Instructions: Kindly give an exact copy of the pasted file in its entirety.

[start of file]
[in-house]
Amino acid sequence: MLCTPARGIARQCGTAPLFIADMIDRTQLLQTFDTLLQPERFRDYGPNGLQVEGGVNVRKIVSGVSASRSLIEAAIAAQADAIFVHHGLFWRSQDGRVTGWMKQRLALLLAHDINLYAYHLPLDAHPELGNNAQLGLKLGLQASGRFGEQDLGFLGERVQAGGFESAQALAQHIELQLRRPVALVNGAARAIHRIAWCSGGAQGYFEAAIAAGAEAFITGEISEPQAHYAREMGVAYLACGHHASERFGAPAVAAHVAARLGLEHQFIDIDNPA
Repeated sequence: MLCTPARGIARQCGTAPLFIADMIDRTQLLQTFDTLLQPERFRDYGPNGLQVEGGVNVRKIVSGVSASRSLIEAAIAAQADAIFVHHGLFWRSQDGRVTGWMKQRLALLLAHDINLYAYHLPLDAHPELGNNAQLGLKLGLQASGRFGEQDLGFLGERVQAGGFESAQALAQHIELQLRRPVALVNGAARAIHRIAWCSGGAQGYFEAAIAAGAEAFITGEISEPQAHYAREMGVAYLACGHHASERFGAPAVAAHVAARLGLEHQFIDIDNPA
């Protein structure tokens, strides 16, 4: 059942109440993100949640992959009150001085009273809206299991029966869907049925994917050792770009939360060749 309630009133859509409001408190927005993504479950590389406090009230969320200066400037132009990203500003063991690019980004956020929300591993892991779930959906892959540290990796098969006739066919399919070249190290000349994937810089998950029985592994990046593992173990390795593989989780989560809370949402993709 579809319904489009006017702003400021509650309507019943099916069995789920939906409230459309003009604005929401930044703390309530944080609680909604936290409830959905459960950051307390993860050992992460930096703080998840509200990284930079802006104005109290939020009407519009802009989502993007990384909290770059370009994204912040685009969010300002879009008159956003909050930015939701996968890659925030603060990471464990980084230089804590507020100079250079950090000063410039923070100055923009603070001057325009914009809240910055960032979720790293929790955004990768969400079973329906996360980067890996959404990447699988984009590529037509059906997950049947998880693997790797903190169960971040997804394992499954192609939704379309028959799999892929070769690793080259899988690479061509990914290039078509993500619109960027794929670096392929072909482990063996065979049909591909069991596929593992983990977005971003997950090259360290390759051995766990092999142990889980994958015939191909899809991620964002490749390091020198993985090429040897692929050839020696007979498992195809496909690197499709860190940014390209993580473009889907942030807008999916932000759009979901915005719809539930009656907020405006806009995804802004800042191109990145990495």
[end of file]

[in-house]
Amino acid sequence: MLCTPARGIARQCGTAPLFIADMIDRTQLLQTFDTLLQPERFRDYGPNGLQVEGGVNVRKIVSGVSASRSLIEAAIAAQADAIFVHHGLFWRSQDGRVTGWMKQRLALLLAHDINLYAYHLPLDAHPELGNNAQLGLKLGLQASGRFGEQDLGFLGERVQAGGFESAQALAQHIELQLRRPVALVNGAARAIHRIAWCSGGAQGYFEAAIAAGAEAFITGEISEPQAHYAREMGVAYLACGHHASERFGAPAVAAHVAARLGLEHQFIDIDNPA
Repeated sequence: MLCTPARGIARQCGTAPLFIADMIDRTQLLQTFDTLLQPERFRDYGPNGLQVEGGVNVRKIVSGVSASRSLIEAAIAAQADAIFVHHGLFWRSQDGRVTGWMKQRLALLLAHDINLYAYHLPLDAHPELGNNAQLGLKLGLQASGRFGEQDLGFLGERVQAGGFESAQALAQHIELQLRRPVALVNGAARAIHRIAWCSGGAQGYFEAAIAAGAEAFITGEISEPQAHYAREMGVAYLACGHHASERFGAPAVAAHVAARLGLEHQFIDIDNPA
């Protein structure tokens, strides 16, 4: 059942109440993100949640992959009150001085009273809206299991029966869907049925994917050792770009939360060749 309630009133859509409001408190927005993504479950590389406090009230969320200066400037132009990203500003063991690019980004956020929300591993892991779930959906892959540290990796098969006739066919399919070249190290000349994937810089998950029985592994990046593992173990390795593989989780989560809370949402993709 579809319904489009006017702003400021509650309507019943099916069995789920939906409230459309003009604005929401930044703390309530944080609680909604936290409830959905459960950051307390993860050992992460930096703080998840509200990284930079802006104005109290939020009407519009802009989502993007990384909290770059370009994204912040685009969010300002879009008159956003909050930015939701996968890659925030603060990471464990980084230089804590507020100079250079950090000063410039923070100055923009603070001057325009914009809240910055960032979720790293929790955004990768969400079973329906996360980067890996959404990447699988984009590529037509059906997950049947998880693997790797903190169960971040997804394992499954192609939704379309028959799999892929070769690793080259899988690479061509990914290039078509993500619109960027794929670096392929072909482990063996065979049909591909069991596929593992983990977005971003997950090259360290390759051995766990092999142990889980994958015939191909899809991620964002490749390091020198993985090429040897692929050839020696007979498992195809496909690197499709860190940014390209993580473009889907942030807008999916932000759009979901915005719809539930009656907020405006806009995804802004800042191109990145990495």